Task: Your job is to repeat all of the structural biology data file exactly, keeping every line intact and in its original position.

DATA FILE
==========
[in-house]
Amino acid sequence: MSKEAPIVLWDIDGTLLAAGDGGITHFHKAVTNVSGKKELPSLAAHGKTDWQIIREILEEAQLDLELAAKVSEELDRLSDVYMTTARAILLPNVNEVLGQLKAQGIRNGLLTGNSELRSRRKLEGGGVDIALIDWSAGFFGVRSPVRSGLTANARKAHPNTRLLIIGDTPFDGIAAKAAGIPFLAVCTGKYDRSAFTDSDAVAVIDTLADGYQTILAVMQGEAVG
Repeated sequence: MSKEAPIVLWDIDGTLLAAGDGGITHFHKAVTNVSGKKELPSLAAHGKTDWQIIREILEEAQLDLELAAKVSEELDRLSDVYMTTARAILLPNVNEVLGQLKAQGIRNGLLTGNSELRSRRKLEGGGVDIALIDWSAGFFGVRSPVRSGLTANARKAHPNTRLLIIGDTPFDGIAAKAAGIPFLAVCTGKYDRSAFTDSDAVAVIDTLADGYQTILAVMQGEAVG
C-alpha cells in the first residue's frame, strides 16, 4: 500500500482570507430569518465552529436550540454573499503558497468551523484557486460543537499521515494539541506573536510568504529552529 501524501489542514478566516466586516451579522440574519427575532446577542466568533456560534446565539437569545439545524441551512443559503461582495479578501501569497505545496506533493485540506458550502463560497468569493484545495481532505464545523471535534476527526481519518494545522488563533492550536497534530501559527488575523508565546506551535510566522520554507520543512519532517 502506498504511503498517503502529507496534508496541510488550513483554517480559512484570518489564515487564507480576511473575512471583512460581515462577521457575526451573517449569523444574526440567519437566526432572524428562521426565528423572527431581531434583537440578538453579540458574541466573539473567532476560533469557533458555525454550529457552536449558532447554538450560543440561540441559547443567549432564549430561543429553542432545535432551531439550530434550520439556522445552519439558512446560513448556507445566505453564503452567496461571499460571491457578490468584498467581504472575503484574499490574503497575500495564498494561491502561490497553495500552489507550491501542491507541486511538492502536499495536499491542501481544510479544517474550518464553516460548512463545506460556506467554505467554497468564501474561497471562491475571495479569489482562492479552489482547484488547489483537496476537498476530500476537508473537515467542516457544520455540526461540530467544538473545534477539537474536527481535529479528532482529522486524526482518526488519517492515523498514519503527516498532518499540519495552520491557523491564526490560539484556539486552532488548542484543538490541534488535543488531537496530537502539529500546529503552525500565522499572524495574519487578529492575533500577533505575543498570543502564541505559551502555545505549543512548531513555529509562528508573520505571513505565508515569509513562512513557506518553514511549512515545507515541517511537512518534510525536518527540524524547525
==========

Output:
[in-house]
Amino acid sequence: MSKEAPIVLWDIDGTLLAAGDGGITHFHKAVTNVSGKKELPSLAAHGKTDWQIIREILEEAQLDLELAAKVSEELDRLSDVYMTTARAILLPNVNEVLGQLKAQGIRNGLLTGNSELRSRRKLEGGGVDIALIDWSAGFFGVRSPVRSGLTANARKAHPNTRLLIIGDTPFDGIAAKAAGIPFLAVCTGKYDRSAFTDSDAVAVIDTLADGYQTILAVMQGEAVG
Repeated sequence: MSKEAPIVLWDIDGTLLAAGDGGITHFHKAVTNVSGKKELPSLAAHGKTDWQIIREILEEAQLDLELAAKVSEELDRLSDVYMTTARAILLPNVNEVLGQLKAQGIRNGLLTGNSELRSRRKLEGGGVDIALIDWSAGFFGVRSPVRSGLTANARKAHPNTRLLIIGDTPFDGIAAKAAGIPFLAVCTGKYDRSAFTDSDAVAVIDTLADGYQTILAVMQGEAVG
C-alpha cells in the first residue's frame, strides 16, 4: 500500500482570507430569518465552529436550540454573499503558497468551523484557486460543537499521515494539541506573536510568504529552529 501524501489542514478566516466586516451579522440574519427575532446577542466568533456560534446565539437569545439545524441551512443559503461582495479578501501569497505545496506533493485540506458550502463560497468569493484545495481532505464545523471535534476527526481519518494545522488563533492550536497534530501559527488575523508565546506551535510566522520554507520543512519532517 502506498504511503498517503502529507496534508496541510488550513483554517480559512484570518489564515487564507480576511473575512471583512460581515462577521457575526451573517449569523444574526440567519437566526432572524428562521426565528423572527431581531434583537440578538453579540458574541466573539473567532476560533469557533458555525454550529457552536449558532447554538450560543440561540441559547443567549432564549430561543429553542432545535432551531439550530434550520439556522445552519439558512446560513448556507445566505453564503452567496461571499460571491457578490468584498467581504472575503484574499490574503497575500495564498494561491502561490497553495500552489507550491501542491507541486511538492502536499495536499491542501481544510479544517474550518464553516460548512463545506460556506467554505467554497468564501474561497471562491475571495479569489482562492479552489482547484488547489483537496476537498476530500476537508473537515467542516457544520455540526461540530467544538473545534477539537474536527481535529479528532482529522486524526482518526488519517492515523498514519503527516498532518499540519495552520491557523491564526490560539484556539486552532488548542484543538490541534488535543488531537496530537502539529500546529503552525500565522499572524495574519487578529492575533500577533505575543498570543502564541505559551502555545505549543512548531513555529509562528508573520505571513505565508515569509513562512513557506518553514511549512515545507515541517511537512518534510525536518527540524524547525